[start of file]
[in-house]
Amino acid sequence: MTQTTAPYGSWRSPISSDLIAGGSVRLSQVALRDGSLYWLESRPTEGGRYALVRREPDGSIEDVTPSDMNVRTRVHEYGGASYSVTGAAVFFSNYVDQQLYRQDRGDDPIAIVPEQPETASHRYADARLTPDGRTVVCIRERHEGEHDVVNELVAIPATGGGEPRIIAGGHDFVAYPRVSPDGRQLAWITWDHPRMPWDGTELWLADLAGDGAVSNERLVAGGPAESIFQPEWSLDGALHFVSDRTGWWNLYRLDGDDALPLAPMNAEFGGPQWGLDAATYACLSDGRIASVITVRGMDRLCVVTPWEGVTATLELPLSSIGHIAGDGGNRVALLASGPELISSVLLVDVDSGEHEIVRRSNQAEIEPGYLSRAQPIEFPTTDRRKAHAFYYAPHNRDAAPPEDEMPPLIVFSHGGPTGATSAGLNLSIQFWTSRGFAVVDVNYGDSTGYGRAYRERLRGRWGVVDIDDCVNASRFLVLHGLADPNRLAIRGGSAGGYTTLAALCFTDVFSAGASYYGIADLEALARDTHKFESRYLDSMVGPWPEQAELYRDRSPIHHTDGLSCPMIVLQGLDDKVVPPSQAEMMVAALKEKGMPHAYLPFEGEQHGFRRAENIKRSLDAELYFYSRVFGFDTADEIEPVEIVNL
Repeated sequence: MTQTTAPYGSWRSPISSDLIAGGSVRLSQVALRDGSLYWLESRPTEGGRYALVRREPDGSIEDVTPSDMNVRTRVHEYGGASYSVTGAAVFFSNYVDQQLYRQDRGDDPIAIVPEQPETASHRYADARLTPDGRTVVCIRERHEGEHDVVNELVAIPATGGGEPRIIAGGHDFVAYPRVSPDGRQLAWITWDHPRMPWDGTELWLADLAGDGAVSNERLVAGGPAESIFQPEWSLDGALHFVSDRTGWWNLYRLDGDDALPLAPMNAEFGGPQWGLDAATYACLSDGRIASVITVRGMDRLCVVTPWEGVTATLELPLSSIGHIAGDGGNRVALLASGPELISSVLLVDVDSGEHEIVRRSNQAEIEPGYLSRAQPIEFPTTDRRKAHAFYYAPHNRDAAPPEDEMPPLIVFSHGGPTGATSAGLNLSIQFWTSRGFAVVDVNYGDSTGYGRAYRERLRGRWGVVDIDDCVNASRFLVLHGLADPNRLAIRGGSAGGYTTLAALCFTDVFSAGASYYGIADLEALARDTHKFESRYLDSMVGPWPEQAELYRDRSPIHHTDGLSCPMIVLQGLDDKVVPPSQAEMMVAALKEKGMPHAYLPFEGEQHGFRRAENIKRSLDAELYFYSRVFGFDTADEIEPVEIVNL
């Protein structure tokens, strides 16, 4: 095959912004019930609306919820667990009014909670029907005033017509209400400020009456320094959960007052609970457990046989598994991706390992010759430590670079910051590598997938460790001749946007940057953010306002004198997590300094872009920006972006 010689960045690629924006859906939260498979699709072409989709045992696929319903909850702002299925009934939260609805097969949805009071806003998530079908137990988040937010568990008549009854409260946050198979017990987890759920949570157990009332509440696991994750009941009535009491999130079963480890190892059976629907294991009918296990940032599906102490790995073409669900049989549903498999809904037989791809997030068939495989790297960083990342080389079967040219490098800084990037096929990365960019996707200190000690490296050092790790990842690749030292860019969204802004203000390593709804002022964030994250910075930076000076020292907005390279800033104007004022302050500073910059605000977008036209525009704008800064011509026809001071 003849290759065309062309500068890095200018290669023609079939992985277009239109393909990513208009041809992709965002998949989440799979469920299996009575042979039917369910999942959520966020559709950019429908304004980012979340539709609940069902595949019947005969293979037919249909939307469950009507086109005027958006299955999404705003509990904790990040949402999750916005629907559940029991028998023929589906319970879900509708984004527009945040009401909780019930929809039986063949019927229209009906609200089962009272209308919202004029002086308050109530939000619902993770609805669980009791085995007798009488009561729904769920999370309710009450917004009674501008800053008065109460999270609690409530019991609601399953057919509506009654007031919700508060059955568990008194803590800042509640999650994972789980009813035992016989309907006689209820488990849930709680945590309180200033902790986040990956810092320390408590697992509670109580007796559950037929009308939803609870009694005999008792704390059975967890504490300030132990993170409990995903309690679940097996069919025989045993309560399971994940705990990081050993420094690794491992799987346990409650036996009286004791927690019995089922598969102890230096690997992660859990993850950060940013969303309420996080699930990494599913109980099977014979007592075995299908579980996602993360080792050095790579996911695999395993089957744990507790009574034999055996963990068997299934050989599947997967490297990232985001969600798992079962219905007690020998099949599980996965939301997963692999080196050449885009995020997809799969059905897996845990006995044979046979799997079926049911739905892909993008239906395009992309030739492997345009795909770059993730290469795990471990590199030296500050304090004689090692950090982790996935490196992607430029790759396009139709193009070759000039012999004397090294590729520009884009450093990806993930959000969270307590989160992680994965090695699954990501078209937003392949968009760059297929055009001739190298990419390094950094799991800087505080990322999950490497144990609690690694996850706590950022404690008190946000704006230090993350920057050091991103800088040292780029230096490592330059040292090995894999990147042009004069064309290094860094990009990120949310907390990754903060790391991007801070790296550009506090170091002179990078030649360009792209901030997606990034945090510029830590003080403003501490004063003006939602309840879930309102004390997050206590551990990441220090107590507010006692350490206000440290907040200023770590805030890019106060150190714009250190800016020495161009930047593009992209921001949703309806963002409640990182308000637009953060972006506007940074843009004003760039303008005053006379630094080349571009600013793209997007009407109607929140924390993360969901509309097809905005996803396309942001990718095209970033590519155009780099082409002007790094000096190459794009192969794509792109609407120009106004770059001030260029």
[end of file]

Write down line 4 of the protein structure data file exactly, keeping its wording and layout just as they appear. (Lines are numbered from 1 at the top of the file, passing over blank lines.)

């Protein structure tokens, strides 16, 4: 095959912004019930609306919820667990009014909670029907005033017509209400400020009456320094959960007052609970457990046989598994991706390992010759430590670079910051590598997938460790001749946007940057953010306002004198997590300094872009920006972006 010689960045690629924006859906939260498979699709072409989709045992696929319903909850702002299925009934939260609805097969949805009071806003998530079908137990988040937010568990008549009854409260946050198979017990987890759920949570157990009332509440696991994750009941009535009491999130079963480890190892059976629907294991009918296990940032599906102490790995073409669900049989549903498999809904037989791809997030068939495989790297960083990342080389079967040219490098800084990037096929990365960019996707200190000690490296050092790790990842690749030292860019969204802004203000390593709804002022964030994250910075930076000076020292907005390279800033104007004022302050500073910059605000977008036209525009704008800064011509026809001071 003849290759065309062309500068890095200018290669023609079939992985277009239109393909990513208009041809992709965002998949989440799979469920299996009575042979039917369910999942959520966020559709950019429908304004980012979340539709609940069902595949019947005969293979037919249909939307469950009507086109005027958006299955999404705003509990904790990040949402999750916005629907559940029991028998023929589906319970879900509708984004527009945040009401909780019930929809039986063949019927229209009906609200089962009272209308919202004029002086308050109530939000619902993770609805669980009791085995007798009488009561729904769920999370309710009450917004009674501008800053008065109460999270609690409530019991609601399953057919509506009654007031919700508060059955568990008194803590800042509640999650994972789980009813035992016989309907006689209820488990849930709680945590309180200033902790986040990956810092320390408590697992509670109580007796559950037929009308939803609870009694005999008792704390059975967890504490300030132990993170409990995903309690679940097996069919025989045993309560399971994940705990990081050993420094690794491992799987346990409650036996009286004791927690019995089922598969102890230096690997992660859990993850950060940013969303309420996080699930990494599913109980099977014979007592075995299908579980996602993360080792050095790579996911695999395993089957744990507790009574034999055996963990068997299934050989599947997967490297990232985001969600798992079962219905007690020998099949599980996965939301997963692999080196050449885009995020997809799969059905897996845990006995044979046979799997079926049911739905892909993008239906395009992309030739492997345009795909770059993730290469795990471990590199030296500050304090004689090692950090982790996935490196992607430029790759396009139709193009070759000039012999004397090294590729520009884009450093990806993930959000969270307590989160992680994965090695699954990501078209937003392949968009760059297929055009001739190298990419390094950094799991800087505080990322999950490497144990609690690694996850706590950022404690008190946000704006230090993350920057050091991103800088040292780029230096490592330059040292090995894999990147042009004069064309290094860094990009990120949310907390990754903060790391991007801070790296550009506090170091002179990078030649360009792209901030997606990034945090510029830590003080403003501490004063003006939602309840879930309102004390997050206590551990990441220090107590507010006692350490206000440290907040200023770590805030890019106060150190714009250190800016020495161009930047593009992209921001949703309806963002409640990182308000637009953060972006506007940074843009004003760039303008005053006379630094080349571009600013793209997007009407109607929140924390993360969901509309097809905005996803396309942001990718095209970033590519155009780099082409002007790094000096190459794009192969794509792109609407120009106004770059001030260029």